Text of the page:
How I Move From Overwhelm, Take Back Control and Start Leading Again.

How I Move From Overwhelm, Take Back Control and Start Leading Again.

One of the areas that I frequently help my CEOs and senior executive clients to focus on, is making sure they are doing the right things and investing their time and energy wisely. This means getting the foundations in place so they can have high impact and add the most value in their roles. And often it comes down to creating the space to lead, clearing the clutter, making sure the physical, calendar, and mental space is available and set up to support those executives to do the things they do best.

With one week to go until I fly to the US for two weeks, I have had to drink some of my own Kool-Aid. I have been feeling like I have a lot on my plate in order to be ready to go away. It is no small thing to take two weeks away from the office when you run your own business, particularly a client facing business.

So, I have been feeling unusually busy in this lead up to going overseas.

There is a lot happening because we are in the final calendar quarter of the year, and this is a time when many business leaders make decisions about their learning and development for their people and growing their leadership. These clients are active now either because they want to get something done before the Christmas break or because they want to set something up for the new calendar year. So on top of the regular business, there is this extra layer of activity being driven by clients. I’m certainly not complaining about that!

In addition, I have kicked off a couple of major strategic projects ready to launch them in 2024. More about this another time.

There is all the planning that goes into making sure that my team know exactly what to focus on while I am out of the office. I want them to be feeling equipped and in control so they can respond to and support all of our clients.

There is the small task of writing a few blogs so they can be published each week I am travelling.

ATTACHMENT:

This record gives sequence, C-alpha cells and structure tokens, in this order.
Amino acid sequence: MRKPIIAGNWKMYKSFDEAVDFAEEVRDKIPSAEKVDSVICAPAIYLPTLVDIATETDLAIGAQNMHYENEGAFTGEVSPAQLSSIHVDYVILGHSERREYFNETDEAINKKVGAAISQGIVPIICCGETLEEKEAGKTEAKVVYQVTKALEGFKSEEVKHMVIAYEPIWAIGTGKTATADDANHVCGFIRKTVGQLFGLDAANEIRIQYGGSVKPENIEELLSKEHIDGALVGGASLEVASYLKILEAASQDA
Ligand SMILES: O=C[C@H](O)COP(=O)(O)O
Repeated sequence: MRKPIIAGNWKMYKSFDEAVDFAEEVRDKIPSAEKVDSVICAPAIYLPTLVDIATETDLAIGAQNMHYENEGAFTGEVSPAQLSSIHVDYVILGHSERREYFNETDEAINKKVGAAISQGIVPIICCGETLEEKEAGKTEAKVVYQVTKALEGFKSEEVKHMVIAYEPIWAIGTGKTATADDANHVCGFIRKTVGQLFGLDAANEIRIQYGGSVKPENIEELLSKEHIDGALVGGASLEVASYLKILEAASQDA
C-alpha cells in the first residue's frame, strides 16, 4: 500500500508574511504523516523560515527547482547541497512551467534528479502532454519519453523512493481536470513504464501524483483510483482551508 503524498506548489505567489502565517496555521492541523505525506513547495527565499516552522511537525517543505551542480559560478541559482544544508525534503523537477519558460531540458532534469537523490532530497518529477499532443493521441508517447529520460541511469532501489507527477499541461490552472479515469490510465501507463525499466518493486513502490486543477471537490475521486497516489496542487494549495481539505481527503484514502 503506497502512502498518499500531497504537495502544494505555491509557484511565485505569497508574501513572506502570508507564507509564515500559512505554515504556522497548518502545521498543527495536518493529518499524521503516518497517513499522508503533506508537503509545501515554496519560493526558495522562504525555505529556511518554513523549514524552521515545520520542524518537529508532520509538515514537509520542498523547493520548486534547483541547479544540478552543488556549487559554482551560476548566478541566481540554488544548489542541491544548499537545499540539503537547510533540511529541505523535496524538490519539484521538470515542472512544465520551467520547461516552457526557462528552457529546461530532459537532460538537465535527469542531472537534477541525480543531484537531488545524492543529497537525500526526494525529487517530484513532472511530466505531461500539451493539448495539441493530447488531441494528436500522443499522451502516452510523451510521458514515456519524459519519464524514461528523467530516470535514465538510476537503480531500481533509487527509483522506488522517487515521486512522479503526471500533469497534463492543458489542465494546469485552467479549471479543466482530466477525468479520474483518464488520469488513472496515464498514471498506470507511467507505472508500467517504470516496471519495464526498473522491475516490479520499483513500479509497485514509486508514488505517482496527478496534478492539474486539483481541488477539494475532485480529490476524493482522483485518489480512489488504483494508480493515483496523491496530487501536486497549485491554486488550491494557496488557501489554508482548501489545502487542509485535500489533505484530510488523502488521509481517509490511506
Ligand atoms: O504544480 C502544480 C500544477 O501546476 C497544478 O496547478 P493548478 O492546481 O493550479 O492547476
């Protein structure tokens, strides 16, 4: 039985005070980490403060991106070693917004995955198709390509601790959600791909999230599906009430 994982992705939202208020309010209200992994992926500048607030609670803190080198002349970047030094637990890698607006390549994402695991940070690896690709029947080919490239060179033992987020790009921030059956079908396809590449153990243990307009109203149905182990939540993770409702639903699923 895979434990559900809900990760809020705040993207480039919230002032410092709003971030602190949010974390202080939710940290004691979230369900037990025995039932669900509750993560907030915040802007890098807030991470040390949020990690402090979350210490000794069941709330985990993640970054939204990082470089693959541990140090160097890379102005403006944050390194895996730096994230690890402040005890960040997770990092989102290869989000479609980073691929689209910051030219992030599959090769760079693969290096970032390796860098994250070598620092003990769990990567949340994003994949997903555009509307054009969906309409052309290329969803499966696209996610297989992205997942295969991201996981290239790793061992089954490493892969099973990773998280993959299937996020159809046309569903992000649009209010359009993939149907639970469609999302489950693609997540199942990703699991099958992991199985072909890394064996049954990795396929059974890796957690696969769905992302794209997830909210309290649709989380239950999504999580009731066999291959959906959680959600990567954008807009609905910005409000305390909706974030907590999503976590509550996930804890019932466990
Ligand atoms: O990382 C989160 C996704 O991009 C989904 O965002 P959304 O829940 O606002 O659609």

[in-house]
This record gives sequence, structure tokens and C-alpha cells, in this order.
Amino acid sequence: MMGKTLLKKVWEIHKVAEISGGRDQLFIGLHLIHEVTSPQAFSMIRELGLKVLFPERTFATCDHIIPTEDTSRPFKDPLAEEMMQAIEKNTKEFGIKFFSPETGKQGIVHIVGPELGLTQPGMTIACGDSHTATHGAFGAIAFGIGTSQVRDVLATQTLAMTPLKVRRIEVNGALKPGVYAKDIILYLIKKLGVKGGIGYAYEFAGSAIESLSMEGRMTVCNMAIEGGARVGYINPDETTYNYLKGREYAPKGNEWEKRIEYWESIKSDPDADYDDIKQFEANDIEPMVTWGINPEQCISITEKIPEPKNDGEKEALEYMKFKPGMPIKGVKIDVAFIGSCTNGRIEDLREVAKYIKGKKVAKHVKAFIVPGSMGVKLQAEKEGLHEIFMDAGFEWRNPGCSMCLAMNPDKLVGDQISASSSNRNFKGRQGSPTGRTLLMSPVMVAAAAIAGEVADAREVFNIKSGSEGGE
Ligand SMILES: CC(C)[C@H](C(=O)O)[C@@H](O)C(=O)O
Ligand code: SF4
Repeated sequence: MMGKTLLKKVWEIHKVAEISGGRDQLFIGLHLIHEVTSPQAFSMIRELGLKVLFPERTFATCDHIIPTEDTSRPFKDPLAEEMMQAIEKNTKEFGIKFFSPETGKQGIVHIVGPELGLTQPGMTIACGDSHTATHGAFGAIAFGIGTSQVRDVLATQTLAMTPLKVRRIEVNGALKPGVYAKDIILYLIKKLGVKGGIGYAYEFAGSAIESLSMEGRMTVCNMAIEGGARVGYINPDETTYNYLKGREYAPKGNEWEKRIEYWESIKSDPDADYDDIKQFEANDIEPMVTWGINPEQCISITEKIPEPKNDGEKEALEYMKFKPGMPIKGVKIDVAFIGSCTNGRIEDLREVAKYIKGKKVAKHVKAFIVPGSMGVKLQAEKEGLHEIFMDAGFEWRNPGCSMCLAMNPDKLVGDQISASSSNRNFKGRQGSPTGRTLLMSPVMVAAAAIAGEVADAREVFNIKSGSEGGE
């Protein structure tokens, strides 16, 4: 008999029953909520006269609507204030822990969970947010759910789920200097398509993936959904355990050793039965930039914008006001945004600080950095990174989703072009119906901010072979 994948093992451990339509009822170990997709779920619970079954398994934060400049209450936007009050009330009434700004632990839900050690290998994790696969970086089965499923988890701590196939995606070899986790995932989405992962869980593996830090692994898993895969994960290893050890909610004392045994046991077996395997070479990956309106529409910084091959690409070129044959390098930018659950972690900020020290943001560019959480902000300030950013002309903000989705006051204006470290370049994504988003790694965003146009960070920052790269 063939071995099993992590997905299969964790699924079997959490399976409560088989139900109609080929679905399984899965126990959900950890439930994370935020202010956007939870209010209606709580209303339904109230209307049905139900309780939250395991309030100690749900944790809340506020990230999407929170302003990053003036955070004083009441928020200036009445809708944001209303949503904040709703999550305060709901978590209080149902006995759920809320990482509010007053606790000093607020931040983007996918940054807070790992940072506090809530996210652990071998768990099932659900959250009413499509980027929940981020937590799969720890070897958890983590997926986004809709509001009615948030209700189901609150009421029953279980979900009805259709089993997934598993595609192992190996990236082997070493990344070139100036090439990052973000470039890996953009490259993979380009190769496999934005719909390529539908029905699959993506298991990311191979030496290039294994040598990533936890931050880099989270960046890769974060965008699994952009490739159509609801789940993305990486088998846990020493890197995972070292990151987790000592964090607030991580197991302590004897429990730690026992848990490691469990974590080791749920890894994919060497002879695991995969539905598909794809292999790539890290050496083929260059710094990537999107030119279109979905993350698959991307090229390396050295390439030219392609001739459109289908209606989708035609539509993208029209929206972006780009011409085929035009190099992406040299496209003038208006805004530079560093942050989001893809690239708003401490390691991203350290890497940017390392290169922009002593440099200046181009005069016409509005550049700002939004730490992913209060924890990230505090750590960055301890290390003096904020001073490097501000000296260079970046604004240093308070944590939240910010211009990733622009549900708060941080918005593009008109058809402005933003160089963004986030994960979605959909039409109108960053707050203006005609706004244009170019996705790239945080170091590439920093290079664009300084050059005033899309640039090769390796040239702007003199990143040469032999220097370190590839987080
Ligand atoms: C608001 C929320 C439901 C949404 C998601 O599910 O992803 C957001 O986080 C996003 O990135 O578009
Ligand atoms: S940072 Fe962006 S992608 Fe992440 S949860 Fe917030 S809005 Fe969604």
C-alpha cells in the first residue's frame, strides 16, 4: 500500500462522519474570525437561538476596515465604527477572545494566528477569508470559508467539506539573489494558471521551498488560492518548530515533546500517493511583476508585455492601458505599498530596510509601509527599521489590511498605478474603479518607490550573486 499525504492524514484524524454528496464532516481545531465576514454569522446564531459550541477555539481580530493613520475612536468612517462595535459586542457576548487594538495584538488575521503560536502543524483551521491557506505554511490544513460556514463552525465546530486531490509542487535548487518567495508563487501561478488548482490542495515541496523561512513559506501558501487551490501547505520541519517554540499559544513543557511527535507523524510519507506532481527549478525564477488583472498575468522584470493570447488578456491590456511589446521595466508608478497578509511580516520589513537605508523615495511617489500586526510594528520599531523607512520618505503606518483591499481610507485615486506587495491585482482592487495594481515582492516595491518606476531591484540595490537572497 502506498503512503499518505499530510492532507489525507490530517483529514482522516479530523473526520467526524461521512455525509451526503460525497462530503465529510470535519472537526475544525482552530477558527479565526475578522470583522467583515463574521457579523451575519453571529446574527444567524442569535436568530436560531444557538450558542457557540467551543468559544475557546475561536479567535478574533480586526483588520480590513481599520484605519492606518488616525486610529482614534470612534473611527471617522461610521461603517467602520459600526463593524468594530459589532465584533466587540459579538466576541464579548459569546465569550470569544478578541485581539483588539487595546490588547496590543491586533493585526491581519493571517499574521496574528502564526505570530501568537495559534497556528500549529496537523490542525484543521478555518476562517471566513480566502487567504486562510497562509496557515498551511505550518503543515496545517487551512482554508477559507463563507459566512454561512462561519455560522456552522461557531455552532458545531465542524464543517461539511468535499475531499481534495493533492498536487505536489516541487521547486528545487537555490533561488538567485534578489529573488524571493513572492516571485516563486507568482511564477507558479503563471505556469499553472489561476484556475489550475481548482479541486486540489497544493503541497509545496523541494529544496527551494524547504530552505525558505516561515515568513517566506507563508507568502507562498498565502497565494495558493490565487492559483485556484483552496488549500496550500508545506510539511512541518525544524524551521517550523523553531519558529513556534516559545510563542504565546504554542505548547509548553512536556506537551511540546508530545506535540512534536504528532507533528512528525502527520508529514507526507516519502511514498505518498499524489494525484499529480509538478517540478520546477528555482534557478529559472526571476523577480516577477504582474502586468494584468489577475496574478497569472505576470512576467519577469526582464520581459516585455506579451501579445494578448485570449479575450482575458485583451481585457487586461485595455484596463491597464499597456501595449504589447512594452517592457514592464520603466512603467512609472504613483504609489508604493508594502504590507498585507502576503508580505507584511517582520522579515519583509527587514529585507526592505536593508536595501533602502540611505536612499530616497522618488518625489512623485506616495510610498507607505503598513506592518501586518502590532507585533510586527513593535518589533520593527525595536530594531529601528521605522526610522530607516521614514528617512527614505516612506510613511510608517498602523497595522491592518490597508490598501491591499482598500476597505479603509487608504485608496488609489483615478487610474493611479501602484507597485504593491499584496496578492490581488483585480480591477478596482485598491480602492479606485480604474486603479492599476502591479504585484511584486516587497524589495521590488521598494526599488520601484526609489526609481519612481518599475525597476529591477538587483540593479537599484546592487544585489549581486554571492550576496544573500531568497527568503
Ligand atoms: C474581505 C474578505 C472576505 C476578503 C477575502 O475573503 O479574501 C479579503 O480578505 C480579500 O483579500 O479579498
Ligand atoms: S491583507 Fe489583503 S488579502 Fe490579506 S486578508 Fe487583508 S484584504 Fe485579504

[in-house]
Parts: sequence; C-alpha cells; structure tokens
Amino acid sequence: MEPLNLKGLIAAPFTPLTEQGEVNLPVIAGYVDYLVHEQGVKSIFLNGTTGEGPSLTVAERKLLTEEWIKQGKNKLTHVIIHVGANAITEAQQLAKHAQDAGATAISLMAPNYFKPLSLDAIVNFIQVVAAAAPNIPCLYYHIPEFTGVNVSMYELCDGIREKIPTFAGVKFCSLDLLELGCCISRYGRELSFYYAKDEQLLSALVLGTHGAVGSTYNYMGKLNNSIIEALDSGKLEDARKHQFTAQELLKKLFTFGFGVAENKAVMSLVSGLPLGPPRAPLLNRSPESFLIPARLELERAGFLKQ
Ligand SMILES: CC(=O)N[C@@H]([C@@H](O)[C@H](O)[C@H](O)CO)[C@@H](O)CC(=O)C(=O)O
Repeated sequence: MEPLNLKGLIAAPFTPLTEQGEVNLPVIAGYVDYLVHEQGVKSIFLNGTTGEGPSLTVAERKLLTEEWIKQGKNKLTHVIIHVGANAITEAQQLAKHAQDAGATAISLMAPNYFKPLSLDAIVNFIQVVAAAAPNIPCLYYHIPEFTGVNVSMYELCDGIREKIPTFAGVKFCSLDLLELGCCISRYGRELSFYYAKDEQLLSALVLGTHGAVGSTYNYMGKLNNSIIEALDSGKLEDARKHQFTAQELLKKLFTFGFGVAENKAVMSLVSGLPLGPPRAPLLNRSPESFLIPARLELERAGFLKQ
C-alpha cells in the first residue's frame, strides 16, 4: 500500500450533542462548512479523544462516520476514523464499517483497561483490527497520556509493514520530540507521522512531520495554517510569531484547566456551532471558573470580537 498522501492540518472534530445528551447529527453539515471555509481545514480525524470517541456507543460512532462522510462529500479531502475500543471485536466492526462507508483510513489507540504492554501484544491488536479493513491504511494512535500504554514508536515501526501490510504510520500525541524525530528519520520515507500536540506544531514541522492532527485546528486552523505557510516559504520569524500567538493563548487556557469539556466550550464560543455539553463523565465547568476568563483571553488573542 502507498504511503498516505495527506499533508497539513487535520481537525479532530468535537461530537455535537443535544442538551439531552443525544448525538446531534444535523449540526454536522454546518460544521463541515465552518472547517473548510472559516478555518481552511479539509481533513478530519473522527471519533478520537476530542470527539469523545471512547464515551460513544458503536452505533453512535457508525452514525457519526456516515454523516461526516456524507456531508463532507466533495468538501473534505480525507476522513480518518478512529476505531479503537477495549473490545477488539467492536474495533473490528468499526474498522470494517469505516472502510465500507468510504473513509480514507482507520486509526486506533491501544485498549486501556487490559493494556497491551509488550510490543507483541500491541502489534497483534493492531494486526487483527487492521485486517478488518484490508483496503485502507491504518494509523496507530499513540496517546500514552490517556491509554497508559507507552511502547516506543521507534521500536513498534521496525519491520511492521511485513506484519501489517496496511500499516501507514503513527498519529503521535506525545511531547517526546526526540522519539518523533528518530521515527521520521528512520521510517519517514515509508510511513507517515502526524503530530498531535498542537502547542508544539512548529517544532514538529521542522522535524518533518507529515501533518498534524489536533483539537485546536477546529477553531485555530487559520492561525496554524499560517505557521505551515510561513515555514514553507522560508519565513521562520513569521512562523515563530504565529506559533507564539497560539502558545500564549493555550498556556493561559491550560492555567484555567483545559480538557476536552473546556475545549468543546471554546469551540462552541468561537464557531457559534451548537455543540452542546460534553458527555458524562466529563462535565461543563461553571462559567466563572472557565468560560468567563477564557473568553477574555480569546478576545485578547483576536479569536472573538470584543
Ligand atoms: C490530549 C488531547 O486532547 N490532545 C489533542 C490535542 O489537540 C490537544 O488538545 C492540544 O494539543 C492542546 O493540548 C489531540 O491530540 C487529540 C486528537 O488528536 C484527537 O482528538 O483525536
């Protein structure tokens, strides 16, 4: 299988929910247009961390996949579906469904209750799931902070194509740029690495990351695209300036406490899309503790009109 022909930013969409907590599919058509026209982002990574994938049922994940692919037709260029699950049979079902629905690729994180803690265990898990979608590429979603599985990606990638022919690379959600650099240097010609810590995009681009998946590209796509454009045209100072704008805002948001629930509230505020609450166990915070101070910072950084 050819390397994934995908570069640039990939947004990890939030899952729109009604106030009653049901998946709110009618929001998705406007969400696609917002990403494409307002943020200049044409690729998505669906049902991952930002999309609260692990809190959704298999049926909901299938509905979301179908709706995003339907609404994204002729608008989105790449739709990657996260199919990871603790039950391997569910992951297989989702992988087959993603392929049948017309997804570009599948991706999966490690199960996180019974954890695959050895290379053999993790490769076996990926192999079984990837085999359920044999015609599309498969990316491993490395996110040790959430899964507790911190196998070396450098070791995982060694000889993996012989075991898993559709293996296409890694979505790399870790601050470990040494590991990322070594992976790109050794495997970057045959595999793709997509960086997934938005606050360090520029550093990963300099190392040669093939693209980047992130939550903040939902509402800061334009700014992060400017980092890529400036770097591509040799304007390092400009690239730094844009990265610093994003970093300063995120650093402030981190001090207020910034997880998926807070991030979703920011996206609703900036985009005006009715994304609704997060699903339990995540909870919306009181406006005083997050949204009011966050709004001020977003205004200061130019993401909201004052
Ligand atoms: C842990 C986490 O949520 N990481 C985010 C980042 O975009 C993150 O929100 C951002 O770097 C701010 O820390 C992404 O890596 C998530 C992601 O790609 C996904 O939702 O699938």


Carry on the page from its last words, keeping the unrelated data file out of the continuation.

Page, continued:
And then, of course, there is planning the trip itself. All of the administration that goes with travelling to the US. I have also been setting up business meetings in the two different states that I’ll be visiting, Florida and New York. And then because I am attending a conference, there has been some pre-networking and connecting so that I can make the most of the time while I am there.

Then importantly, there is the big question of what to pack in my suitcase. Well, let’s be honest, my suitcases.

Last week I was feeling like I was going to just about squeeze everything into the available time. I was feeling under control. And for those of you who know me, that is my normal state. I am fairly strategic in terms of my planning and how I choose to spend my time. I always allow space for contingency.

But I had a few hiccups this week and that changed my dynamic a bit.

So here is what happened. My son’s car needs to go to the mechanic to be checked out because there is a warning light on the dash. Now, he still attends school, which means he is not able to take his car to the mechanic. This is an extra task for me, and I will be there for whatever period of time it takes to diagnose and then correct the potential issue.

Then my husband, without warning, needs emergency eye surgery. Unexpected, yet must take priority. Now he is fine, he is back home from the hospital and recovering well. Then I started to get what seemed suspiciously like a toothache, something that I have never experienced before. So I needed to fit in a dentist appointment. It turns out I am a little bit stressed, and so I am grinding my teeth which is making them a bit achy. And I now have a plan to address that.

All of these things have impacted on my very tight schedule in the lead-up to my trip.

Yesterday, I was feeling very overwhelmed and not certain that I was going to get everything done because I had all of these unexpected things happen. Sound familiar?

As I said, today I have taken my own Kool-Aid. I have gone back to one of my own frameworks to make sure that I am focused on the right things and to get my plan in place so that I have the space to lead.

In this case, to lead myself and also to make sure that my team and my family are in a good position to manage everything in my absence. The first thing I did was set aside some time to plan. I had that opportunity because I always keep a contingency of reactive time available in my calendar.